Steaming hot water will hit freezing cold concrete this week as workers begin making the first layers of ice for the Mansfield StarCenter’s two rinks.
The mist is sprayed hot to prevent air bubbles. Each layer is a fraction of an inch thick so the process will be repeated multiple times over three or four days. The final ice sheet will be less than 2 inches thick but could last for several years with proper Zamboni maintenance.
The tedious process is the final step before the 80,000-square-foot facility grand opening and ribbon cutting on Aug. 30. That weekend will kick off with a 40-team travel tournament that will feature the best youth teams from Texas and Oklahoma.
Spectators can watch the games for free in the bleachers or crowd right up at the glass to get close to the action.
“We’ll have a bunch of fun stuff around that, too. We’ll have food trucks here, 7-Eleven will have their Slurpee truck and we’ll have games and prizes throughout the weekend for people,” said Damon Boettcher, vice president of the StarCenters. “Everybody’s invited to come out and there’s no admission.”
Expect some soft openings with public skate before that as the facility works out the kinks and trains its staff. The facility will have three to five full-time employees and while creating up to 50 new part-time jobs.
This will be the eighth StarCenter that the Dallas Stars have opened in North Texas. Combined, the facilities will be hosting 90 teams Aug. 30 through Sept. 2 with Mansfield’s new facility being the central showcase, Boettcher said.
Mansfield owns the $18.8 million facility and the Dallas Stars operate it. The StarCenter will be the new home ice for the Mansfield Tigers hockey team, and Boettcher said there in talks with several college teams that could play there, including Texas Christian University.
It will also host league tournaments, classes, clinics, curling and figure skating. There will also be public skate so everyone can strap on skates and enjoy the ice.
“Our big drive is to build hockey fans for life,” Boettcher said. “It’s a low impact sport like golf, it doesn’t hurt your joints. “When the Dallas Stars moved here 25 years ago there were 150 kids who played hockey officially. Now we’re over 5,000 in the area, which is great. We also have 5,000 men and women who play hockey.”
The public skate will cost about $10 an hour and get Texans comfortable with ice skating. The rink has more than 600 ice skates available for rent by the public.
“If we can keep that consistent, it’s super important because that’s what grows our business,” he said.
The ice rink is also flexible as it can be split in two with a curtain for team drills or boards can be put up to separate the rink into smaller quadrants for younger children.
Brian Lee, general manager for the Mansfield StarCenter, said they will also host broom ball games where people run around in shoes on the ice and use brooms with paddles on them to move the ball.
“It’s a big recreational sport for people who don’t know how to skate,” Lee said.
Opening a year late
The StarCenter was originally going to open a year ago but multiple changes were made that increased the cost by $3.6 million and delayed the opening for a year.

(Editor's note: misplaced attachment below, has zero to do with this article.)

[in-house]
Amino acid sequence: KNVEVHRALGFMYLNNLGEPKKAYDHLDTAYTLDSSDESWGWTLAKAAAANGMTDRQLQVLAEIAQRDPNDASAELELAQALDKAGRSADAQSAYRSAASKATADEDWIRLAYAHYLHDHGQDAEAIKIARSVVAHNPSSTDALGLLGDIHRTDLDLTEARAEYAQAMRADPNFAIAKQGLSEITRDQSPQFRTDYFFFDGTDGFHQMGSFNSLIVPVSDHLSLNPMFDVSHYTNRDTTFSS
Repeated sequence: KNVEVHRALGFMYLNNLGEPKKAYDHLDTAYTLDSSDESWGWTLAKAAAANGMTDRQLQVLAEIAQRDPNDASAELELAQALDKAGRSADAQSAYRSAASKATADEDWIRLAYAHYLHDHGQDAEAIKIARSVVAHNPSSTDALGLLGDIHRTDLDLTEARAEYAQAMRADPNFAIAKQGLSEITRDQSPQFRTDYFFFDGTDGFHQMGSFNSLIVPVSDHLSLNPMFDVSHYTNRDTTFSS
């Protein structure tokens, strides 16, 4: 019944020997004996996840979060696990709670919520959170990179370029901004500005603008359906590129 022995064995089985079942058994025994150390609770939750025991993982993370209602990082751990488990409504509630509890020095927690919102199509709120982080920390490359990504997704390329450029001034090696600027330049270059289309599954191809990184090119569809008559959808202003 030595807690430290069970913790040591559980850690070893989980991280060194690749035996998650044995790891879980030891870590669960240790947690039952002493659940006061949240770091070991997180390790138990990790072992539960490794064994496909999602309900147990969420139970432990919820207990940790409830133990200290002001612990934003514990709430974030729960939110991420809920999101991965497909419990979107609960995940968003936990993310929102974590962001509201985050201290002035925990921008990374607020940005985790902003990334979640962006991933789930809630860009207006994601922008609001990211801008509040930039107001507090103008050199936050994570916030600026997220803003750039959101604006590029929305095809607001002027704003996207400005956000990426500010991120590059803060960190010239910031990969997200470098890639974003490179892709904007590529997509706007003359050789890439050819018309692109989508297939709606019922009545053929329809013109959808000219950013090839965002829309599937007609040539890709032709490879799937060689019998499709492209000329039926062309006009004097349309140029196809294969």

The Dallas Stars wanted a more efficient chiller system that recycles energy to make the ice and keep the building at a steady temperature.
“We would be one of the most advanced buildings right now in Texas,” Boettcher said. “There’s no air conditioners on the roof. There’s no heaters in here. There’s no natural gas. Everything is done by the ice plant. It’s all claimed and reused for our cooling of the system, cooling of the building during the summer and heating during the winter.”
The extra cost also included the addition of four community rooms that can be rented for birthday parties and other functions.
The use of Mansfield tax dollars to fund the StarCenter and the cost overruns sparked plenty of controversy in the May City Council election.
The latest on the Shops at Broad
The StarCenter will be the first business to open at the Shops at Broad mixed-use project but Academy Sports & Outdoors and At Home will follow close behind.
Both retailers are scheduled to open in September, said Joe Smolinski, deputy city manager. The main road leading to both shops will also be ready by then, he added.
There’s also renewed interest from other shops and restaurants that haven’t been announced, yet, said City Manager Clayton Chandler.
The controversial apartments are under review by city staff. A group of residents tried unsuccessfully to overturn the Shops at Broad zoning change because of the 300-plus apartment complex two years ago.
But not everything is on schedule.
Mansfield is widening East Broad Street from Cannon Drive to U.S. 287 to three lanes each direction along the front of the Shops at Broad. That project, already the bane of drivers, is now several months behind schedule, Smolinski said.
Starting Aug. 16, Mansfield will start fining the developer $1,000 a day for the first 10 days for not finishing the project on time. After that, the fine jumps to $2,000 a day until the project is finished.
The project hit another snag when some of the concrete wasn’t sloped properly for drainage runoffs. Mansfield inspectors noticed the problem and prompted the contractor to tear up the concrete and redo it.
When complete, traffic will be shifted to the new concrete so the other side can be redone.
“You’ll see a lot of relief. You’ll feel relief as you’re driving down that,” Smolinski said.